The programming dispute between DirecTV and Viacom is starting to affect the general population, with Viacom escalating the issue by pulling some of its popular shows from the Internet.
"The Daily Show," "The Colbert Report," and "Jersey Shore" are among the popular shows no longer available online as of yesterday. Other shows, such as "South Park," remain online, and back episodes of some pulled shows can still be found on Hulu.
DirecTV and Viacom have been arguing over how much a distributor should pay an entertainment company for content. Amid that fight, Viacom has pulled its shows off DirecTV. Meanwhile, DirecTV had told irritated subscribers to temporarily watch the shows on the Web. But by darkening its Web sites this week, Viacom has effectively ended that alternative. By pulling shows from the Internet, however, Viacom risks enraging not only DirecTV's 20 million subscribers, but fans in general who have no stake in this fight.
The dispute has broader implications for the entertainment industry. Some analysts are beginning to wonder what the actual value of Viacom's networks are. Whatever rate it ultimately agrees to with DirecTV could set a precedent for future negotiations not only for Viacom and DirecTV, but other entertainment providers and distributors such as the cable and telecom companies.
Meanwhile, anyone who goes to a Viacom Web site, whether it's the one for "South Park" or "The Colbert Report," is treated to a mandatory pop-up add complaining about the blackout and dispute with DirecTV. The ad urges viewers to call DirecTV and press for a resolution.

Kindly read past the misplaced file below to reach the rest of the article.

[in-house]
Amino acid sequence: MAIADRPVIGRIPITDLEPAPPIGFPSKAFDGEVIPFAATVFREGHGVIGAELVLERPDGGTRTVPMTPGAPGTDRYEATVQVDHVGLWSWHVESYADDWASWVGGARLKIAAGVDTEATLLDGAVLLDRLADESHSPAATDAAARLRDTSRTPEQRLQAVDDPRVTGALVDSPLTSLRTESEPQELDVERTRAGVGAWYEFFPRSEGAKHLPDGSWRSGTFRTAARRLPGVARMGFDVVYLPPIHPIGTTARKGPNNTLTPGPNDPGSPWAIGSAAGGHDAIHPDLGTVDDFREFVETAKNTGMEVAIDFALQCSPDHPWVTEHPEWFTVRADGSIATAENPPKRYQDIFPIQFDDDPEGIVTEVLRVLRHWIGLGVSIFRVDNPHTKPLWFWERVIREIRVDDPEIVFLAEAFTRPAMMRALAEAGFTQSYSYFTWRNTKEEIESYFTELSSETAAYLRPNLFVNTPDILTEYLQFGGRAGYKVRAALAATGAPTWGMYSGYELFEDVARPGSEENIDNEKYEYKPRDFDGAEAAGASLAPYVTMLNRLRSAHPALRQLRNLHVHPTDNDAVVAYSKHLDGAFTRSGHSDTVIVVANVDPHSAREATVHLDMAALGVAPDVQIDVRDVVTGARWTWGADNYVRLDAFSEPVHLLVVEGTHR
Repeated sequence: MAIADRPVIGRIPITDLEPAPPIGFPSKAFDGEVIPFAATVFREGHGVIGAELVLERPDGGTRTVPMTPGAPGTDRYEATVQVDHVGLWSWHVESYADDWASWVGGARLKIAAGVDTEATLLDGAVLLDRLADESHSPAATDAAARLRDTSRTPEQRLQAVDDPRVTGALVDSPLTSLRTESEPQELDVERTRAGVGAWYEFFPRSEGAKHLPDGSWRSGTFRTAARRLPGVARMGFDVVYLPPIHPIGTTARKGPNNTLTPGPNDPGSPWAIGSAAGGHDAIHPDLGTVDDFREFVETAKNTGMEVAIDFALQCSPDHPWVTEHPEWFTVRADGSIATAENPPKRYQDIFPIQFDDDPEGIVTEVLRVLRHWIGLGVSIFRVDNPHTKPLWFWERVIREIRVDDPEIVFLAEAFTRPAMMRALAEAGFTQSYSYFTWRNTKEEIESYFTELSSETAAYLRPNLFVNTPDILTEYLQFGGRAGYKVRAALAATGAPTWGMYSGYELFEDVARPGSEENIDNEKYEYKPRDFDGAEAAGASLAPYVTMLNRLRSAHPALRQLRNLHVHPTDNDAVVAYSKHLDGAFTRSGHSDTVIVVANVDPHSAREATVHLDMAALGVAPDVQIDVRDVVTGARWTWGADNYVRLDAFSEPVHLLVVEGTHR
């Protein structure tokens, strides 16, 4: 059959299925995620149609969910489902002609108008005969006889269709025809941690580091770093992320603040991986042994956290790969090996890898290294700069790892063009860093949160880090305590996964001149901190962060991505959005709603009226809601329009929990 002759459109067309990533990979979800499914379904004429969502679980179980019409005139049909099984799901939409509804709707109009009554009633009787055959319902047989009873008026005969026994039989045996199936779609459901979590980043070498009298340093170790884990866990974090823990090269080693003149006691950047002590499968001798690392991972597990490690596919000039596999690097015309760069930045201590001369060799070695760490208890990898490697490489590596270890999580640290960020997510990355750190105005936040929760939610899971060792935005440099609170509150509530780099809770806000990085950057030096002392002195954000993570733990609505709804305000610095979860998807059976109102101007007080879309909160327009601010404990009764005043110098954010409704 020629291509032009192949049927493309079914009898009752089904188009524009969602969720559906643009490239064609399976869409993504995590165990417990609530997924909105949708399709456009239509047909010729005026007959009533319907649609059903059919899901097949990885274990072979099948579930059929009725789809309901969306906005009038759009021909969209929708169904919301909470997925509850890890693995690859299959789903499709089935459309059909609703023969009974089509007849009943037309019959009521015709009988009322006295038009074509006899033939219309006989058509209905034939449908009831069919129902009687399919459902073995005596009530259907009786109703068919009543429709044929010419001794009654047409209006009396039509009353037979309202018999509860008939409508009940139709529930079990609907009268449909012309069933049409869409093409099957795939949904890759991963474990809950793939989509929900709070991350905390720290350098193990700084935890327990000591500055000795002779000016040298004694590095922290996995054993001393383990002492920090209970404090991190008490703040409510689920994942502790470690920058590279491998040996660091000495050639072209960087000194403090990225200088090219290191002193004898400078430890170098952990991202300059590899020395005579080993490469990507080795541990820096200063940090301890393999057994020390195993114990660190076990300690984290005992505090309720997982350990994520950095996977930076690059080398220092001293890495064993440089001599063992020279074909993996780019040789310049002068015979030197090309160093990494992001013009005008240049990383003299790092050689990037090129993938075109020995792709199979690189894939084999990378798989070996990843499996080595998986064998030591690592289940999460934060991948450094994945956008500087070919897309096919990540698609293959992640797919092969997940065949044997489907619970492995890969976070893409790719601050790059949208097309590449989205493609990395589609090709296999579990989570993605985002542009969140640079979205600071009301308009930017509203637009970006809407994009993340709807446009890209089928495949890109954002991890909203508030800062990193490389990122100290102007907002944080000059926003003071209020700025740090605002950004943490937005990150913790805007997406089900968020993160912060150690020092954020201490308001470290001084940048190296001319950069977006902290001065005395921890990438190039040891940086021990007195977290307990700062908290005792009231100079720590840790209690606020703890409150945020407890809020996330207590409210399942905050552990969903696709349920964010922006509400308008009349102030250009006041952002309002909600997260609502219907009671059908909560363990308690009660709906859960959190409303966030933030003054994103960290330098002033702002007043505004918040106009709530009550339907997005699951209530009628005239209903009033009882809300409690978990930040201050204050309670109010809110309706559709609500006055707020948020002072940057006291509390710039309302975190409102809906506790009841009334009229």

"Viacom is now not only holding DirecTV customers hostage, but all online viewers as well," DirecTV said in a statement sent today to CNET. "Is this just another underhanded negotiating tactic, or does this mean that Viacom will no longer offer its content free online?"
A company representative declined to discuss the progress of the talks, noting it was still early on the West Coast.
Viacom, however, said it pulled some of its content because DirecTV was marketing online viewing as a temporary workaround. Viacom noted that there are still thousands of full episodes online, but said the content is intended as a marketing tool for its partners, and not an alternative to the traditional cable or satellite model.
Comedy Central, Nickelodeon, and 24 other popular cable channels went dark late Tuesday on DirecTV after the companies failed to reach an agreement on their programming fees. DirecTV said Viacom is asking for $1 billion more in fees for the rights to air the channels, while Viacom argues that the figure amounts to pennies per day per subscriber.
In a blog post yesterday, Viacom said there were no new ideas offered for a resolution, and maintained that the terms that DirecTV offered are below market rates.
DirecTV has similarly started a site to argue its case, which includes a message from CEO Mike White.
Updated at 8:34 a.m. and 8:43 a.m. PT: to include responses from DirecTV and Viacom.